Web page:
The Future of Work
Thousands of residents are still filing jobless claims and struggling to use the CONNECT website, but the state has recently ended its contract with the company that was providing 2,000 reps for the call centers.
62,000 Pennsylvanians filed unemployment claims within the first 12 hours of the system’s debut which caused state officials to deem the transition a success. But claimants are still experiencing insurmountable obstacles.
Women left the workforce during the pandemic from layoffs or to care for their children at a much higher rate than men. Experts hope women will return to work as schools and other businesses reopen.
COVID-19 proved even to skeptics that a lot of government business can be done from anywhere. So what happens to all the physical spaces that cities and states invested in to house their workforce?
The state’s public schools could be facing the largest number of teacher retirements ever, but factors like enrollment drops should take the sting out of it.
Cities and towns across the nation are reducing their hours or closing pools altogether because they cannot staff enough lifeguards. Reasons for the shortage vary but are related to fallout from the pandemic.
State Sen. Chuck Edwards has proposed a bill that would pay jobless residents for returning to the workforce, either $800 or $1,500 depending on how quickly they become employed.
Officials are beginning to wonder if work-from-home flexibility after pandemic restrictions subside will be beneficial to their employees. For some agencies, working remotely has increased productivity and cost savings.
The state’s unemployment system incorrectly labeled Paulie Keener ineligible to receive nearly $600 in jobless aid. Keener’s lawsuit claims he hasn’t been provided equal protection under the law.
Its growth will provide more and more high-demand, high-wage jobs. Our education system is key to training that workforce of the future, with a particular focus on marginalized communities.
An investigation into the company’s Pierce County warehouse revealed that Amazon is violating state workplace safety laws by requiring employees to work at speeds that exacerbate injuries and lack proper recovery time.
They need to leverage public spending and build partnerships to create and nurture sustainable-wage employment and training for local residents, particularly those from underserved communities.
The state lost millions of dollars to fraud last year, as criminals took advantage of the sharp increase in pandemic-related unemployment. Now, officials are seeing another spike in fraudulent claims, but this time they’re better prepared.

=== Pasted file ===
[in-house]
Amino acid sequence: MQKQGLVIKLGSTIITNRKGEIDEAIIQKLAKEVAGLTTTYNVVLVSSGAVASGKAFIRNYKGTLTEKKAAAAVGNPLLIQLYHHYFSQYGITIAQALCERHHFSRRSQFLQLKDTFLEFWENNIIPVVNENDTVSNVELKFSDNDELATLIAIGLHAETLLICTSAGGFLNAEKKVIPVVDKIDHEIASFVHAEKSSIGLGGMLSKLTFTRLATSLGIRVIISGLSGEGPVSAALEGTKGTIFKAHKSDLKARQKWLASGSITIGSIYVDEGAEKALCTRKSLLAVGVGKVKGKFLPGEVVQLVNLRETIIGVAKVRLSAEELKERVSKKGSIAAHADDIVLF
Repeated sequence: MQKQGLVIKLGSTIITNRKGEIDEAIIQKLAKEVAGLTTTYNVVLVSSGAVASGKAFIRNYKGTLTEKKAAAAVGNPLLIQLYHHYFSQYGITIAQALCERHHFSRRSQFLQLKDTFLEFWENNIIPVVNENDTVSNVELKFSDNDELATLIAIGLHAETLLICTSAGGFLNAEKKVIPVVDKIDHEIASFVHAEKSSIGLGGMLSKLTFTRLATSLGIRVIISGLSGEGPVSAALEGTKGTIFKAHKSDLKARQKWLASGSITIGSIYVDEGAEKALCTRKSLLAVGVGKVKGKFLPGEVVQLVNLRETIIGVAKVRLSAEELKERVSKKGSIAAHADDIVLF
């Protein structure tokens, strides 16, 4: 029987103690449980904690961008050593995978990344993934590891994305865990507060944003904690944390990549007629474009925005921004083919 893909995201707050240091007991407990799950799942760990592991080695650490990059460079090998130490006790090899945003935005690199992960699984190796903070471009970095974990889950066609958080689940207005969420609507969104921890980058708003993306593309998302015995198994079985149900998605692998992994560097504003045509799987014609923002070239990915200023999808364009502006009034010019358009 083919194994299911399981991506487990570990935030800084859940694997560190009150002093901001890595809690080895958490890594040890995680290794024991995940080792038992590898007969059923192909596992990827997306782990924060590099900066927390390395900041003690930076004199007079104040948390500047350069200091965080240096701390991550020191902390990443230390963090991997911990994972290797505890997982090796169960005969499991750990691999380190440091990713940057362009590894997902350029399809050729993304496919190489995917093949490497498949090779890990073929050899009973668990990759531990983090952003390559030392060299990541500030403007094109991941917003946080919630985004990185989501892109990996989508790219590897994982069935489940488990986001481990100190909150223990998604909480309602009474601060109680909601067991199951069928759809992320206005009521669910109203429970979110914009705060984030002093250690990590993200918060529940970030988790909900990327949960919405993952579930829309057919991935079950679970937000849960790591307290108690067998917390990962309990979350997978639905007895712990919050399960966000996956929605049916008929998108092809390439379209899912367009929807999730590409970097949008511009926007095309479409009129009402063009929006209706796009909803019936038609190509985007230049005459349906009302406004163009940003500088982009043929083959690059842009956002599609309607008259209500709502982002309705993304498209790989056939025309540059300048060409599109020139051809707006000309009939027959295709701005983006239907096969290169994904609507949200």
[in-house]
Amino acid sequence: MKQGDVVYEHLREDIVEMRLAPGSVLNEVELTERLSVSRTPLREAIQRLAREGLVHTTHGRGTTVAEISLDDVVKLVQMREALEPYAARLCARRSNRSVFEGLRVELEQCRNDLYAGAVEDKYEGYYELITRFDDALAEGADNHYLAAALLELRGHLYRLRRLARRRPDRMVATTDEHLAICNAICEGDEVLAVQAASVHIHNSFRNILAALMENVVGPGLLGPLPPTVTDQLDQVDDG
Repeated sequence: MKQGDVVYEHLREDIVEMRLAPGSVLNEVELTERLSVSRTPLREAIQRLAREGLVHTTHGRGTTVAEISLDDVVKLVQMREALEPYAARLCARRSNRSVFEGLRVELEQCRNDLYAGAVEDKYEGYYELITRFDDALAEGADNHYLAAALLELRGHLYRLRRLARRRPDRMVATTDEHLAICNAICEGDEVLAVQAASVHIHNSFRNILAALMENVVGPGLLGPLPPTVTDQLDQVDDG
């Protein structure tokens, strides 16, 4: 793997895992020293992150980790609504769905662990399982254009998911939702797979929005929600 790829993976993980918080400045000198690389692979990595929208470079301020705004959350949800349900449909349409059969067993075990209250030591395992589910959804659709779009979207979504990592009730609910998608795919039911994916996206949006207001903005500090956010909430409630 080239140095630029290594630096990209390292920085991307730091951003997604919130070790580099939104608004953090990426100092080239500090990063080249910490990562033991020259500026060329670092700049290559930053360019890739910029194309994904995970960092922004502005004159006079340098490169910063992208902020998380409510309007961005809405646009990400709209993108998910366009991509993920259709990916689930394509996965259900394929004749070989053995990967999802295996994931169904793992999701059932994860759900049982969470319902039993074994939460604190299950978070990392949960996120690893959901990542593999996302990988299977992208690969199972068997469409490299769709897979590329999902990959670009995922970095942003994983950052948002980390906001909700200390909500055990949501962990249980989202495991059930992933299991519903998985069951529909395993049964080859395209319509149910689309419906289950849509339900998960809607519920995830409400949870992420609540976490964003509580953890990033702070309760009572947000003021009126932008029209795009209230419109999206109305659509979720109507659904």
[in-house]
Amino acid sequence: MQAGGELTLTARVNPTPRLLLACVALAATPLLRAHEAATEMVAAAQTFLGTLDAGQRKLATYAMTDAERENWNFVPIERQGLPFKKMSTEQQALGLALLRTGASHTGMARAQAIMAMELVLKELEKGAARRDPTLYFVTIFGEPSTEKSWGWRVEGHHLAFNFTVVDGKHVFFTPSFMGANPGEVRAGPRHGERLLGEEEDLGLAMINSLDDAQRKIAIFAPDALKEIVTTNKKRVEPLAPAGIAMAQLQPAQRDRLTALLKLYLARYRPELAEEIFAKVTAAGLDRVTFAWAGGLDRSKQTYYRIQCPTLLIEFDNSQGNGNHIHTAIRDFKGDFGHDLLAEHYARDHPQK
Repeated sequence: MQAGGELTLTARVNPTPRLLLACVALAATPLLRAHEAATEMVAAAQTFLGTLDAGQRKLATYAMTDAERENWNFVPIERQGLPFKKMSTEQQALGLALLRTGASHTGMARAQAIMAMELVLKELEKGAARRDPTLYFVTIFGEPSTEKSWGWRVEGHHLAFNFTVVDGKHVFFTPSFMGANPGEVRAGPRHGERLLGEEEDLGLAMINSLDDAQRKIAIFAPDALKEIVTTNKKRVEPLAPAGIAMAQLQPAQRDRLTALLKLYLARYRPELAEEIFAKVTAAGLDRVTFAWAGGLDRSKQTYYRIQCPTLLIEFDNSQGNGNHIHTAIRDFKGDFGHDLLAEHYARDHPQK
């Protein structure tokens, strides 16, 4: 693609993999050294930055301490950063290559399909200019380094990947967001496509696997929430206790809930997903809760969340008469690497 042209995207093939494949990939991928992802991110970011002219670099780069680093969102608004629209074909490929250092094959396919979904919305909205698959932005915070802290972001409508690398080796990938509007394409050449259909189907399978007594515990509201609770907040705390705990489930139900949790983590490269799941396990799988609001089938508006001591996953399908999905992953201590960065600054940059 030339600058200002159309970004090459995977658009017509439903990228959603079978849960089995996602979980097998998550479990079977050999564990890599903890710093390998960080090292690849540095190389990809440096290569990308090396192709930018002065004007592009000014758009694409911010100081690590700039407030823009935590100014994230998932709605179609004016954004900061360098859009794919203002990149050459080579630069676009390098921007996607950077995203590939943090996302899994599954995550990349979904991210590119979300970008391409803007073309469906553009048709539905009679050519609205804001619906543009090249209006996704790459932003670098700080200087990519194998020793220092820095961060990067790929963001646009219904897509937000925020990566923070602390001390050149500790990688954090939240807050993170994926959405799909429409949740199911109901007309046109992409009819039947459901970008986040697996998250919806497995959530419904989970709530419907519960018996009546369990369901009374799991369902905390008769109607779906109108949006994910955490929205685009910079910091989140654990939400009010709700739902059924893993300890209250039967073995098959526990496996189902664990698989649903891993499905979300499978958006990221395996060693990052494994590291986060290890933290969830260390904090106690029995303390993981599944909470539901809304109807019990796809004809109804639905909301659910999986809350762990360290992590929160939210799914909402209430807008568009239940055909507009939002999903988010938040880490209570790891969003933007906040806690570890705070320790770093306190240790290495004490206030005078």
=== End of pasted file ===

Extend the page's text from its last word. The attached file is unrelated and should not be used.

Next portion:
Gov. John Bel Edwards isn’t ready to end additional federal payments before studying its impact. The state is heavily dependent upon tourism jobs, which have not yet returned to pre-pandemic levels.
The state announced it would shut down a prison in Susanville that could result in a loss of a quarter of the city’s workforce. Gov. Newsom has pledged to close two of the state’s 34 correctional facilities.
The man who used the identities of more than 100 Washington residents to collect fraudulent unemployment benefit payments is helping officials get a better understanding as to how the widespread fraud occurred.
Gov. Laura Kelly has said she was considering removing the state from federal unemployment bonus payments to encourage workers to return to the workforce. Many Republican states are considering withdrawing the aid.
Two-thirds of Americans over 25 don't have a bachelor’s degree or higher. A Harvard study uncovers inconsistent efforts to give these workers skills for economic mobility and calls for improving the problem.
Officials are worried the city could lose 24 percent of its current workforce by mid-2022. Competition from the private sector has hurt recruitment, especially for specialized fields, such as engineering.
The New Jersey Labor Department said the transition to the Pandemic Emergency Unemployment Compensation program would be seamless for unemployment claimants, but many are still without pay after weeks.
COVID-19 forced many companies to increase automation to avoid in-person interactions, a trend that is likely to stay even as the economy continues to rebound. There’s been a 20 percent increase in robot orders this year.
The two-month session ended without lawmakers revamping the state’s unemployment system that has proven inadequate over the last year. However, the Legislature did pass a bill to update the unemployment website.
Some workers who are sick or have to care for family members will have protection against financial losses, thanks to provisions in the American Rescue Plan.
More than a year into the pandemic-induced recession, many unemployed Oregonians are still struggling to secure their benefit payments. The state is still well below the national average for timely benefits payments.
The pandemic put thousands of employees out of work, but Amazon doubled its workforce in California’s capital city to accommodate increased delivery demands. It is now the fourth leading nongovernment employer in the area.
A poll found that one-third of Bay Area residents plan to commute to an office less than they did pre-pandemic, and only 20 percent of respondents expect to take public transit in the future.
250 Caltrans toll-booth workers will be replaced by automated systems at the end of July. No workers have yet been laid-off and the department is working to connect the displaced workers with new opportunities.
Thousands of state residents needed to reapply for unemployment benefits after their one-year mark, once again overwhelming the state’s system, leaving claimants without answers or benefits.
Wastewater offers high-tech jobs at the leading edge of sustainability and public health. But aging workers are leaving, creating a shortage of skilled workers. Public utilities need to step up their recruitment game.